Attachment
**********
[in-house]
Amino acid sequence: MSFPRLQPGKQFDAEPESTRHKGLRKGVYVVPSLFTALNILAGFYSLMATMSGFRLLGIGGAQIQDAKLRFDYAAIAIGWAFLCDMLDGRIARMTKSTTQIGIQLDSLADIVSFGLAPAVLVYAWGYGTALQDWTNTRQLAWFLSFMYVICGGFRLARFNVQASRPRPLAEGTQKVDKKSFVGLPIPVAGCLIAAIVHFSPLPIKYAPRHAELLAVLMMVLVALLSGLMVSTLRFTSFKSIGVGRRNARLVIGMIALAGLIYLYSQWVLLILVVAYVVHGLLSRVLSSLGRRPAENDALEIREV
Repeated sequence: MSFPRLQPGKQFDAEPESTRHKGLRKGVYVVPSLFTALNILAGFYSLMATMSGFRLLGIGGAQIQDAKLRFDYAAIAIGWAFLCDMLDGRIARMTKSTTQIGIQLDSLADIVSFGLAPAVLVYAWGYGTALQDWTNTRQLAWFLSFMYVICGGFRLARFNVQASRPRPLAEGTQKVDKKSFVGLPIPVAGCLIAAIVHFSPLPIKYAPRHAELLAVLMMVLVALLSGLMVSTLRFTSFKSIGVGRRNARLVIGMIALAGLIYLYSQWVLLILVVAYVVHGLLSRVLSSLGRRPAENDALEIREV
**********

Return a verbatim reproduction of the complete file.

[in-house]
Amino acid sequence: MSFPRLQPGKQFDAEPESTRHKGLRKGVYVVPSLFTALNILAGFYSLMATMSGFRLLGIGGAQIQDAKLRFDYAAIAIGWAFLCDMLDGRIARMTKSTTQIGIQLDSLADIVSFGLAPAVLVYAWGYGTALQDWTNTRQLAWFLSFMYVICGGFRLARFNVQASRPRPLAEGTQKVDKKSFVGLPIPVAGCLIAAIVHFSPLPIKYAPRHAELLAVLMMVLVALLSGLMVSTLRFTSFKSIGVGRRNARLVIGMIALAGLIYLYSQWVLLILVVAYVVHGLLSRVLSSLGRRPAENDALEIREV
Repeated sequence: MSFPRLQPGKQFDAEPESTRHKGLRKGVYVVPSLFTALNILAGFYSLMATMSGFRLLGIGGAQIQDAKLRFDYAAIAIGWAFLCDMLDGRIARMTKSTTQIGIQLDSLADIVSFGLAPAVLVYAWGYGTALQDWTNTRQLAWFLSFMYVICGGFRLARFNVQASRPRPLAEGTQKVDKKSFVGLPIPVAGCLIAAIVHFSPLPIKYAPRHAELLAVLMMVLVALLSGLMVSTLRFTSFKSIGVGRRNARLVIGMIALAGLIYLYSQWVLLILVVAYVVHGLLSRVLSSLGRRPAENDALEIREV